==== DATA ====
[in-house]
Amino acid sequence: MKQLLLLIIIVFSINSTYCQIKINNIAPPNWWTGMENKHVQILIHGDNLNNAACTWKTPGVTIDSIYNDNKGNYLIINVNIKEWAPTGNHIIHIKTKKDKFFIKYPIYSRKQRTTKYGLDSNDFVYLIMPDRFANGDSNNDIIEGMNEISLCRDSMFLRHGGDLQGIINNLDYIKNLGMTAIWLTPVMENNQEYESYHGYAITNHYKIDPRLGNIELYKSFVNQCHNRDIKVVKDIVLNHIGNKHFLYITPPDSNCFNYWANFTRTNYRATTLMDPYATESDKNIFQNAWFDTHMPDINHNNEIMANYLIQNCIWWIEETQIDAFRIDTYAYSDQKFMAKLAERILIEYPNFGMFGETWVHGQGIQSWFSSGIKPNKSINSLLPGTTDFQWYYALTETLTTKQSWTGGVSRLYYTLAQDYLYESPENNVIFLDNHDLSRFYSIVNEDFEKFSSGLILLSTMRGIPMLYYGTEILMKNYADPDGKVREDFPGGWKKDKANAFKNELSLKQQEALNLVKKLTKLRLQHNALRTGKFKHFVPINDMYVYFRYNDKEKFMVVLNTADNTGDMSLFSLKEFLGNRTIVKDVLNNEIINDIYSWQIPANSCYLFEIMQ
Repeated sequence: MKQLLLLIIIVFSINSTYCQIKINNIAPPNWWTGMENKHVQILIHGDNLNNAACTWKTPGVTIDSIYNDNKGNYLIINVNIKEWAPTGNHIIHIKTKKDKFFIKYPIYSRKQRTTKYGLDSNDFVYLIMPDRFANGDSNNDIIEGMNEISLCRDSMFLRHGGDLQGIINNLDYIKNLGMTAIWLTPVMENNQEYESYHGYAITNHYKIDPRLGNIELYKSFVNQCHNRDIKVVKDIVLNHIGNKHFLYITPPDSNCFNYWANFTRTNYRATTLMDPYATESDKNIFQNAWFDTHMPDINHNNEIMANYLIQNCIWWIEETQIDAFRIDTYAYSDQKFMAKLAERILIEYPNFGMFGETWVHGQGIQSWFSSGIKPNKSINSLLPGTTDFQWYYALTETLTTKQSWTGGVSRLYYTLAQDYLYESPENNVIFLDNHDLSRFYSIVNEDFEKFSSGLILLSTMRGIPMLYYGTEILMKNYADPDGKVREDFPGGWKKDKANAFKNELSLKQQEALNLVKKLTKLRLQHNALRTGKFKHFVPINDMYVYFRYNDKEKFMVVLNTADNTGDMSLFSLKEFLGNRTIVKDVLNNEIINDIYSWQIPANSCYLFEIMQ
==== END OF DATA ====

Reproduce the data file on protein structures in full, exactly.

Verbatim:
[in-house]
Amino acid sequence: MKQLLLLIIIVFSINSTYCQIKINNIAPPNWWTGMENKHVQILIHGDNLNNAACTWKTPGVTIDSIYNDNKGNYLIINVNIKEWAPTGNHIIHIKTKKDKFFIKYPIYSRKQRTTKYGLDSNDFVYLIMPDRFANGDSNNDIIEGMNEISLCRDSMFLRHGGDLQGIINNLDYIKNLGMTAIWLTPVMENNQEYESYHGYAITNHYKIDPRLGNIELYKSFVNQCHNRDIKVVKDIVLNHIGNKHFLYITPPDSNCFNYWANFTRTNYRATTLMDPYATESDKNIFQNAWFDTHMPDINHNNEIMANYLIQNCIWWIEETQIDAFRIDTYAYSDQKFMAKLAERILIEYPNFGMFGETWVHGQGIQSWFSSGIKPNKSINSLLPGTTDFQWYYALTETLTTKQSWTGGVSRLYYTLAQDYLYESPENNVIFLDNHDLSRFYSIVNEDFEKFSSGLILLSTMRGIPMLYYGTEILMKNYADPDGKVREDFPGGWKKDKANAFKNELSLKQQEALNLVKKLTKLRLQHNALRTGKFKHFVPINDMYVYFRYNDKEKFMVVLNTADNTGDMSLFSLKEFLGNRTIVKDVLNNEIINDIYSWQIPANSCYLFEIMQ
Repeated sequence: MKQLLLLIIIVFSINSTYCQIKINNIAPPNWWTGMENKHVQILIHGDNLNNAACTWKTPGVTIDSIYNDNKGNYLIINVNIKEWAPTGNHIIHIKTKKDKFFIKYPIYSRKQRTTKYGLDSNDFVYLIMPDRFANGDSNNDIIEGMNEISLCRDSMFLRHGGDLQGIINNLDYIKNLGMTAIWLTPVMENNQEYESYHGYAITNHYKIDPRLGNIELYKSFVNQCHNRDIKVVKDIVLNHIGNKHFLYITPPDSNCFNYWANFTRTNYRATTLMDPYATESDKNIFQNAWFDTHMPDINHNNEIMANYLIQNCIWWIEETQIDAFRIDTYAYSDQKFMAKLAERILIEYPNFGMFGETWVHGQGIQSWFSSGIKPNKSINSLLPGTTDFQWYYALTETLTTKQSWTGGVSRLYYTLAQDYLYESPENNVIFLDNHDLSRFYSIVNEDFEKFSSGLILLSTMRGIPMLYYGTEILMKNYADPDGKVREDFPGGWKKDKANAFKNELSLKQQEALNLVKKLTKLRLQHNALRTGKFKHFVPINDMYVYFRYNDKEKFMVVLNTADNTGDMSLFSLKEFLGNRTIVKDVLNNEIINDIYSWQIPANSCYLFEIMQ